magazine | Feb 10, 2022 |
Why this designer likes to keep her vendor list short

When designers talk about streamlining, they’re usually talking about their internal processes. But for South Orange, New Jersey–based designer Gail Davis, winnowing her vendors to a select few has been the key to success.

Why this designer likes to keep her vendor list short
Gail DavisMike van Tassell

You had a moment where you realized that you needed to change the way you shopped. What happened?
I was running up and down the floors of the D&D Building, and some showroom reps were like, “Hi, Gail!” when I walked in, but others were like, “We don’t have time right now.” I realized that I don’t need to be begging people to do business—and the fewer vendors I deal with, the easier it is, and the more special I am to them. 

How much whittling down did you do to land on those meaningful relationships?
For fabric alone, I went from probably 60 lines down to 10—and that was still too many. Now I’m down to five: Kravet, Osborne & Little, Schumacher, Garrett Leather and Somerselle.

And by working with a multiline like Somerselle, you get access to a bunch of other brands.
Yes. Anderson Somerselle has the best customer service ever—he gets it. A lot of vendors could take a lesson from him. When I order something, if it’s late, he immediately calls me, saying, “Hey, that fabric you picked for your client’s sofas is not going to be available until July, but as soon as it comes, I’ll let you know. In the meantime, here’s something else.” And as soon as it ships, he’s like, “Gail, here’s the tracking number.” He’s on it, so I don’t have to be.

Customer service counts for a lot!
It does. When I was a student at the New York School of Interior Design and I first learned about the D&D Building, I walked into Robert Allen and said, “Hi. I’m a student intern for Bunny Williams. Do you mind if I walk around and take a look?” They said, “You can look, but don’t ask us any questions.” Then I walked into Kravet, and they welcomed me with open arms: “What do you need? Here, have some cookies. We’re having an event soon—you should come.” It was the antithesis of what I had just experienced right down the hall. And I’m still at Kravet. When I first launched my firm, I would order small stuff. Now that I have bigger clients and I can do more, [my rep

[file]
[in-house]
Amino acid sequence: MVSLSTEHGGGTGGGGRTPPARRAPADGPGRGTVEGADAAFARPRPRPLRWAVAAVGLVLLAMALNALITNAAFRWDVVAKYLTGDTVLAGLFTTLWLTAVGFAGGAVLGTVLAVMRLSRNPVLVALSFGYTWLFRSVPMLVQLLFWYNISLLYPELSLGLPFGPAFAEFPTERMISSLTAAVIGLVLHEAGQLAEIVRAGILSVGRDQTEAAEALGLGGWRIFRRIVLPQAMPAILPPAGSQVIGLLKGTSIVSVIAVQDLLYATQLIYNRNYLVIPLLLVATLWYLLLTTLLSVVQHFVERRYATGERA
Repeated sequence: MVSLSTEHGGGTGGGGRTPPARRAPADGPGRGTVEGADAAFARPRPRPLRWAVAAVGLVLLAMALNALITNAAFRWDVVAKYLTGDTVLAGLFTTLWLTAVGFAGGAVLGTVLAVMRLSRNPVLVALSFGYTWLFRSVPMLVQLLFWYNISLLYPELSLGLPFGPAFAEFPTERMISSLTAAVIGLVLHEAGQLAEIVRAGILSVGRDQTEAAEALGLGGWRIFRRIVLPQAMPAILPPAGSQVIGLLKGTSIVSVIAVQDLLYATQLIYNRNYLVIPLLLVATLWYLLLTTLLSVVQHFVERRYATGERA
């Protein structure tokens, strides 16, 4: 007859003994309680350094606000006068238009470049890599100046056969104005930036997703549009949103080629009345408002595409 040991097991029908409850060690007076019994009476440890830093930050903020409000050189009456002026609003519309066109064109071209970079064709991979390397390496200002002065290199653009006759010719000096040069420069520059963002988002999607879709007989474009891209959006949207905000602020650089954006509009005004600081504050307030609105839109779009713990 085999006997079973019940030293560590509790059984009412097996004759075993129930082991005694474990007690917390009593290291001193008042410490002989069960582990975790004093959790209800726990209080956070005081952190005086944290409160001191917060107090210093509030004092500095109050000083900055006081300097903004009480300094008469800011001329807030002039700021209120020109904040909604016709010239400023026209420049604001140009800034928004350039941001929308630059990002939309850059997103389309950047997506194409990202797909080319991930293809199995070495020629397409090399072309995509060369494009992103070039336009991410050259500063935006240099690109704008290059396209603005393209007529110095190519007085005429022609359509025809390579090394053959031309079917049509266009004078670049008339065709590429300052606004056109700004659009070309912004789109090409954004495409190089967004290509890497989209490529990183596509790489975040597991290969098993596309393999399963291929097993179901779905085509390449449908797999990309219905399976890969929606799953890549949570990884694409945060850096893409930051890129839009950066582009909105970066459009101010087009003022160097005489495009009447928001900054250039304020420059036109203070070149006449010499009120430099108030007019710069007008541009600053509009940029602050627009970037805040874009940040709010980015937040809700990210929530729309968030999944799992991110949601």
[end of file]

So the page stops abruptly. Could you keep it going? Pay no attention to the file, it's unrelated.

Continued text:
is] excited for me. That’s why you should never sleep on the people with the small accounts. I may be a guppy today, but I could be a giant fish tomorrow.

That’s all textiles. Have you done the same thing with furniture and lighting?
I work with two lighting vendors, including one that does a lot of custom for me. And there are two places I go for furniture—one that is private label, meaning I put my own label on the pieces I’ve designed for my clients, and the other is Grant Trick.

Does limiting your pool of vendors limit your creativity?
No, I feel freedom. If you have 60 vendors, or even 10 to 20, you have to be on top of every new item coming from them, and you will wear yourself out. Here’s the thing about having a nice group of vendors: They’ll always have fresh stuff. But now, instead of spending a whole day in the design center going to all these vendors to see what’s new every time I have a project, I shop once at the start of the year, pull everything I love, and keep those samples in my library. I’ll shop more throughout the year, of course, as I find things that strike my fancy—but again, I put it in my library and just keep it there until I find the right client. When it’s time to start designing, that’s less time spent running back and forth—I already have it, and I’m just like, “Does it come in other colorways?,” And once it’s been used, I retire it and return the sample to the vendor. A lot of people think, “Oh, you only have those five vendors—you’re going to be repeating pieces,” but if you know how to shop a brand’s line, they always have new stuff coming in.

This article is part of a series of interviews that explore different approaches to shopping, offering tips and strategies to make a firm’s sourcing more efficient, more inspiring—and more profitable, too. Want to read more? Explore the rest of the series here.

Photography: Gail Davis softened an imposing paneled office with layers of soft textiles and subtle metallic accents to create a space that seems to glow from within. | Mike van Tassell

This article originally appeared in Winter 2022 issue of Business of Home. Subscribe or become a BOH Insider for more.

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